Washington's fake "reform"
By Eric Ruder | December 5, 2003 | Page 12
SOME 40 million seniors and disabled had high hopes that a sweeping Medicare "reform" bill would bring them relief from high prescription drug prices. But reality will be a bitter pill to swallow.
And if there's any doubt about it, remember that George W. Bush said that he was "looking forward" to signing this legislation. Supporters of the new Medicare "deform" measure, which passed the Senate last week, trumpet the bill's prescription drug coverage--while playing down its windfall for drug companies and immense government subsidies to insurance corporations.
But even the drug benefit is stingy--at best. Of the first $5,100 in annual drug costs, seniors will have to pay $3,600 out of pocket--in addition to a $420 annual premium.
And for many of the poorest and sickest seniors and disabled, the situation will grow worse. That's because they could lose prescription drug coverage that they now have under Medicaid, the government health care program for the poor--if the drugs that they need aren't covered by the new Medicare program for their region.
And those are just a few of the holes in the talked-about part of this legislation. Hidden away in the rest of the bill are provisions that will wreck the Medicare system altogether. The legislation ends Medicare as a basic right that all people are entitled to--and introduces an income-linked formula for receiving benefits, which opens the door to making ever fewer people eligible for coverage.
Sen. Orrin Hatch (R-Utah) ripped critics of the bill, saying that they wanted to spend more money--and "don't believe in the private sector." But for all his talk about "letting the market work," the bill sets aside $18 billion in subsidies for insurance corporations to "help them to compete" with the government-run Medicare program. In other words, government is paying industry giants in the name of "free market efficiency."
"The drug companies are going to be making out like bandits," said Alphonso DiDomenico, a retired apartment house doorman in Los Angeles. "The people who really need Medicare are going to have to struggle." Shamefully, Democrats--after vowing for years that they would stop the Republicans from hurting the Medicare system--handed the Bush White House the margin of victory.
Eleven of the Senate's 48 Democrats voted in favor, more than covering for the nine Republican defectors who voted against the legislation. Among the contenders for the Democratic presidential nomination, Sens. Joe Lieberman (D-Conn.) and John Kerry (D-Mass.) both criticized the bill--but then skipped out on the vote so that they wouldn't be on record opposing the bill when it came time to accept campaign contributions from the health care industry.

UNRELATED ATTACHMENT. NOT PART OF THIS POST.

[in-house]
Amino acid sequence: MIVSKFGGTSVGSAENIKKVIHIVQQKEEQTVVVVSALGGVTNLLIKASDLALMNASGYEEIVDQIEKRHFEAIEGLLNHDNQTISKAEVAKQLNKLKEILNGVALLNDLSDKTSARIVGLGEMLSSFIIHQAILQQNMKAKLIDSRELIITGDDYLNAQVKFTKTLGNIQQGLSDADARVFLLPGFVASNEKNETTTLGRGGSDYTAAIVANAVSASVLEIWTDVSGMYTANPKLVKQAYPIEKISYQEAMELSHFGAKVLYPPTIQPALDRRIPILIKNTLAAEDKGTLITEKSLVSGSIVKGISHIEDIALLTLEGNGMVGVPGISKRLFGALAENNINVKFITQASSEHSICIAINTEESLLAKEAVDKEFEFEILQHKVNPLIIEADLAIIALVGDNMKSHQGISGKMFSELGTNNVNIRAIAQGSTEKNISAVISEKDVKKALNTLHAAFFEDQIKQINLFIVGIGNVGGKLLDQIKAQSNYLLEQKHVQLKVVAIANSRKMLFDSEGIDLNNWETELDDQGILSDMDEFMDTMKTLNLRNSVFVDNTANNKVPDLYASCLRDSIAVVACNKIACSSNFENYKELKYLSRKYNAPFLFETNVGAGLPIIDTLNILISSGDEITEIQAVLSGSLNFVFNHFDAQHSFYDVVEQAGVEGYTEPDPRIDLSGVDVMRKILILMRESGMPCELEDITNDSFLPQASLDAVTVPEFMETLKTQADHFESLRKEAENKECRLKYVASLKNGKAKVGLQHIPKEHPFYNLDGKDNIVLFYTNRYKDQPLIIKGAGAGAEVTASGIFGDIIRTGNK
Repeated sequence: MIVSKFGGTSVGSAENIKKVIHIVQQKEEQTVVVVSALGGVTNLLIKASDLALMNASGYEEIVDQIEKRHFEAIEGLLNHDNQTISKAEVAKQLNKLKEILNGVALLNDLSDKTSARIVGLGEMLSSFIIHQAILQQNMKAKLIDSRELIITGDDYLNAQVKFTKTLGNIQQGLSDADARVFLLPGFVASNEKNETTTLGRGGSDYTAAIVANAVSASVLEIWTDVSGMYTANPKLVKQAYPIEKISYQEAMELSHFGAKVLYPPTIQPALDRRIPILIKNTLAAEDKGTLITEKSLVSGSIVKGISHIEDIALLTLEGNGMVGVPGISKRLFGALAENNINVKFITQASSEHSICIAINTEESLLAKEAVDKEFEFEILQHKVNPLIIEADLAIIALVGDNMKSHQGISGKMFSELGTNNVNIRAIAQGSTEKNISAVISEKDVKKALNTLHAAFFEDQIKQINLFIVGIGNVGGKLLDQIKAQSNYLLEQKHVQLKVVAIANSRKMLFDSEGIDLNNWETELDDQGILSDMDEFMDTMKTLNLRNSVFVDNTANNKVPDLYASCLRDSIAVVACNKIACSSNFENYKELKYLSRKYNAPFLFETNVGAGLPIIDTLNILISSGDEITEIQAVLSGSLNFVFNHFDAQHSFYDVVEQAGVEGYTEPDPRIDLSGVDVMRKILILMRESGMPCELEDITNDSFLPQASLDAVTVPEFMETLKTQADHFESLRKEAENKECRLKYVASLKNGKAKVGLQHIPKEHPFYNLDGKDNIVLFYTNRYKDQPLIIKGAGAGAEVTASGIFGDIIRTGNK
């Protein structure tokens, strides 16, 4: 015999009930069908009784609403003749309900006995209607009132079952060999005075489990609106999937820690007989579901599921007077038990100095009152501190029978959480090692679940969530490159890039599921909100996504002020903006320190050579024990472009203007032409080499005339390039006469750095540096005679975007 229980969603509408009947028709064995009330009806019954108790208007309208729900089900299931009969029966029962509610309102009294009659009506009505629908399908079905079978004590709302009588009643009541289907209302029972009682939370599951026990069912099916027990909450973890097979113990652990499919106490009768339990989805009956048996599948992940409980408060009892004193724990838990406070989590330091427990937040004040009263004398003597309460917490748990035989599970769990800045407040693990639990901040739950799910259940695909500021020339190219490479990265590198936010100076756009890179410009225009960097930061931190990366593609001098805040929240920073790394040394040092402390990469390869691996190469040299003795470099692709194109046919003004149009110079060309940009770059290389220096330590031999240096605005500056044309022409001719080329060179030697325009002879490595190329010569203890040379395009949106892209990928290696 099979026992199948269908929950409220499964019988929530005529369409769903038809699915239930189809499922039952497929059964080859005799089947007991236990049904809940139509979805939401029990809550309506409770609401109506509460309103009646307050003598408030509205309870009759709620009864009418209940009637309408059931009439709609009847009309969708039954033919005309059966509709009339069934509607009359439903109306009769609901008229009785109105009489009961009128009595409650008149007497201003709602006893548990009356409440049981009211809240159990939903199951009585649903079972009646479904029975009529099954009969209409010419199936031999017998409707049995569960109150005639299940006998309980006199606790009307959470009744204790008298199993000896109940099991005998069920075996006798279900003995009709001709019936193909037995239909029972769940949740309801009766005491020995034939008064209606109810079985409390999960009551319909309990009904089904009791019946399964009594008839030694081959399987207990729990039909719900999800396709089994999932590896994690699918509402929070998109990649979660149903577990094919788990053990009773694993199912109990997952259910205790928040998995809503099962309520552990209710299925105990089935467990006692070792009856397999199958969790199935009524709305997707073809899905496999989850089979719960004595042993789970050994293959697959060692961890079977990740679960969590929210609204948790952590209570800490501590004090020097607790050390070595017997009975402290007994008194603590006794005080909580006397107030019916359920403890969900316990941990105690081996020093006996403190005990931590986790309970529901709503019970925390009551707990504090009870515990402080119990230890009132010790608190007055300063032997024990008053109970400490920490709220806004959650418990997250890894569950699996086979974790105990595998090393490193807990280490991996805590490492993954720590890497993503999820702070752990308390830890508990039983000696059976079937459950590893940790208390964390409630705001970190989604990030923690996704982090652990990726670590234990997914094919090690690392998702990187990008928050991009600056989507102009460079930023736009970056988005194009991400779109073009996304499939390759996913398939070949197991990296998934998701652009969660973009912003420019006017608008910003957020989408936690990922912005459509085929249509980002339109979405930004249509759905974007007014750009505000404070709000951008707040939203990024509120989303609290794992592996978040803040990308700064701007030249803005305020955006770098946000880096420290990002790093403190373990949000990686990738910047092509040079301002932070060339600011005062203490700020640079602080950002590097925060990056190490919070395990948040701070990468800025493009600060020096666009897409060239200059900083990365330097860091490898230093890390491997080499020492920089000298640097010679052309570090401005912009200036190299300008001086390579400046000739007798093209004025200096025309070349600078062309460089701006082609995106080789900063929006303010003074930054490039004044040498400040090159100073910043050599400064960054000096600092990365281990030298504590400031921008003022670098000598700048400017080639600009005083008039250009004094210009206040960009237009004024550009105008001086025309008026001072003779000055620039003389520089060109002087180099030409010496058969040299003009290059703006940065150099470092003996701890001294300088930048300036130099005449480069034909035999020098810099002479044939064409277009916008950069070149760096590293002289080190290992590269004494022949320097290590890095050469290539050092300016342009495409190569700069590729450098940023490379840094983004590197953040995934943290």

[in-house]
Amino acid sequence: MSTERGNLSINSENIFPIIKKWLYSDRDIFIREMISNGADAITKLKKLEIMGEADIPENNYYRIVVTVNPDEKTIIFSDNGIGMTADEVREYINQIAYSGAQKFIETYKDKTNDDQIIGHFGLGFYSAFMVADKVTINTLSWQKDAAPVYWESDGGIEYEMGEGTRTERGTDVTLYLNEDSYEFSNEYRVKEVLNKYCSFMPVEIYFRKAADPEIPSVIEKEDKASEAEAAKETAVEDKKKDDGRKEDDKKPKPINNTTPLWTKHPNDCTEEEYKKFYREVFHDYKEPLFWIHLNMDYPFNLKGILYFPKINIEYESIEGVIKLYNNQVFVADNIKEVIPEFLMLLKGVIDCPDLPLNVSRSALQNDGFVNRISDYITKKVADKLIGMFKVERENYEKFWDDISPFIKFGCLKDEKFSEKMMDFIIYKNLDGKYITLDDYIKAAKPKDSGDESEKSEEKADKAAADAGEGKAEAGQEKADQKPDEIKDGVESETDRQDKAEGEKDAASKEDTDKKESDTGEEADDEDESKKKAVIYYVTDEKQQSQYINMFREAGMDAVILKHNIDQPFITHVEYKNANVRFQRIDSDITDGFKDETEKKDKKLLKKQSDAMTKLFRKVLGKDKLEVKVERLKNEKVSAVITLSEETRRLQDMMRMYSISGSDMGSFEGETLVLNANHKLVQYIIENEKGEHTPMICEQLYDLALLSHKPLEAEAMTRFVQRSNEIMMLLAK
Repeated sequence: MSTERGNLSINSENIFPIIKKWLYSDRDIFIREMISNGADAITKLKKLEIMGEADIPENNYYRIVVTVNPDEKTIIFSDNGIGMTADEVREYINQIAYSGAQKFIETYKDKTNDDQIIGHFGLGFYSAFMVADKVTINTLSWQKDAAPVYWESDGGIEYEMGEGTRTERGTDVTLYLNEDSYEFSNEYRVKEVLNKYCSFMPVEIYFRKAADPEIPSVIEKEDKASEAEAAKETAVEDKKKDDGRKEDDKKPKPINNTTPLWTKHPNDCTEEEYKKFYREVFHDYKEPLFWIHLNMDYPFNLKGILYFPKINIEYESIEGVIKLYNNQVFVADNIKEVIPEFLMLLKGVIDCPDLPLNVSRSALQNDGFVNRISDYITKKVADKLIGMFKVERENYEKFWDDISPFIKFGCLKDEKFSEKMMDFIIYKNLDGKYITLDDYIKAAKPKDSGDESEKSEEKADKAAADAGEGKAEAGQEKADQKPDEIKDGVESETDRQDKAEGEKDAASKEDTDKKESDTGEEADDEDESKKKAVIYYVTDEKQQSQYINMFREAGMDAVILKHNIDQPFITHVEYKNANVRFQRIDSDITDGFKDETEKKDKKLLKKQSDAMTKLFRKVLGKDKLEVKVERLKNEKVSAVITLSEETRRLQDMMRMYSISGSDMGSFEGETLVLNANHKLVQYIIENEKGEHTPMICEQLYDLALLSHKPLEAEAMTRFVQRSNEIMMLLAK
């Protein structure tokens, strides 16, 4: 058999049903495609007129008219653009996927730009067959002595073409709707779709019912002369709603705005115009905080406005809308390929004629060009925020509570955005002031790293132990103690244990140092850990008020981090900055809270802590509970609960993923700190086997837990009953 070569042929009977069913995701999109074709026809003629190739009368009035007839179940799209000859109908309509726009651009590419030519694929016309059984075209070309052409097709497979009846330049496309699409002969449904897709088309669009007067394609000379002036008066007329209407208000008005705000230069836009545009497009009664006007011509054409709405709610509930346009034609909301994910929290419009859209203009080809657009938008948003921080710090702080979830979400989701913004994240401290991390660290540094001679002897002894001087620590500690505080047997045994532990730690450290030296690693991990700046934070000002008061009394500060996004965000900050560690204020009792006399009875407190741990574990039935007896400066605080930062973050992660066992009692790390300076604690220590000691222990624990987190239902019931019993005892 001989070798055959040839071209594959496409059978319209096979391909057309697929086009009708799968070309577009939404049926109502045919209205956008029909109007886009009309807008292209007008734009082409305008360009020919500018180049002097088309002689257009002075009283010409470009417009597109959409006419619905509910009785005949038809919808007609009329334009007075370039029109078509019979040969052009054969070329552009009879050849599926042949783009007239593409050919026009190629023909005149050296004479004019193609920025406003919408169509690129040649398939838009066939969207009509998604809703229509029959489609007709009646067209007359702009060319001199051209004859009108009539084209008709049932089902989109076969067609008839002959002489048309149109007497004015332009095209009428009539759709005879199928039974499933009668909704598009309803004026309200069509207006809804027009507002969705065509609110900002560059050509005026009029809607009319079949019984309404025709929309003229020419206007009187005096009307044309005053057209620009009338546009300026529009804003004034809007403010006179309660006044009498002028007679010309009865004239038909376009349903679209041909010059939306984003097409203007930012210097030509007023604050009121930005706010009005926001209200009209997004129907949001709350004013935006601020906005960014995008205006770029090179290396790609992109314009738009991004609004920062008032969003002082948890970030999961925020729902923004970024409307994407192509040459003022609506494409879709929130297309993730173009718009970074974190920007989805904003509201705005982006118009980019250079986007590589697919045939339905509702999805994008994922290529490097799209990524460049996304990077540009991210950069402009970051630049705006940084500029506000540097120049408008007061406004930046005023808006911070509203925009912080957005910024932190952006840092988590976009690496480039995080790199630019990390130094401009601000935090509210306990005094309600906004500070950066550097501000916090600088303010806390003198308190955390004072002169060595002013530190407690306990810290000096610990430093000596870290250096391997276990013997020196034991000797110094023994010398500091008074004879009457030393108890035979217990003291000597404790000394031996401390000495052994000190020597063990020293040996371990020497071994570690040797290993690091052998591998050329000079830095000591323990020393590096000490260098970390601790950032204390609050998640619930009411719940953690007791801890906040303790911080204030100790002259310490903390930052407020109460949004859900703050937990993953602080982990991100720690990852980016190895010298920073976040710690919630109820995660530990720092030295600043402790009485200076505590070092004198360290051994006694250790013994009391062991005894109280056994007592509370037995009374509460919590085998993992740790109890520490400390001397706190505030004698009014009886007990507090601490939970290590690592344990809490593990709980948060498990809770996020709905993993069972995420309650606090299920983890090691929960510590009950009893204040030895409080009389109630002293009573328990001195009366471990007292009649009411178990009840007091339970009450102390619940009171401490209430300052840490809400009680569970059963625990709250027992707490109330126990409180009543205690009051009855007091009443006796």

With such cowardly behavior from Democrats, Bush may escape blame for this disastrous legislation as a backlash develops. Opinion polls already show that people 65 and older oppose the measure by a margin of 49 percent to 33 percent. In fact, surveys show that the more seniors know about the bill, the more they oppose it.
Support for the legislation would be even lower--if not for the disgraceful support of American Association of Retired Persons (AARP). When the AARP top brass signed on, they launched a $7 million advertising campaign to build support for Bush's proposal.
Many AARP members are infuriated. Glenn Buhr, for example, tore up his AARP membership after paying dues for more than 20 years. "I told them that we were shocked by their support of an obvious Republican campaign," said Buhr, a retired college professor from Des Moines. "It's a sellout to the insurance industry."
But why would the AARP back a plan that will have a disastrous impact on its members? Big bucks, that's why. In reality, the AARP is a big business, which gets "royalties"--a nice term for kickbacks--for selling insurance policies and prescription drugs to its members.
These transactions account for about 60 percent of AARP's annual revenue. If the AARP takes in just 5 percent of the new dollars spent under the Medicare legislation, it stands to make $58 million a year on the drug coverage provisions alone.
In the end, the new Medicare bill won't contain costs--as its supporters claim. "There is no convincing empirical evidence that overall health spending per Medicare beneficiary would be reduced by privatization," said Princeton University economist Uwe Reinhardt. This isn't a mistake. The bill's real aim, says Reinhardt, is to transfer "more of the cost of elderly health care onto the elderly."
And there's another benefit to getting private insurers into the act--from the politicians' point of view. "Managed-care companies will act as buffers, shielding Congress and the government from direct criticism," says Dr. Schumarry Chao, a health care consultant in Los Angeles.
This isn't "reform." It's about Washington putting a squeeze on the most vulnerable segments of society to please their corporate backers.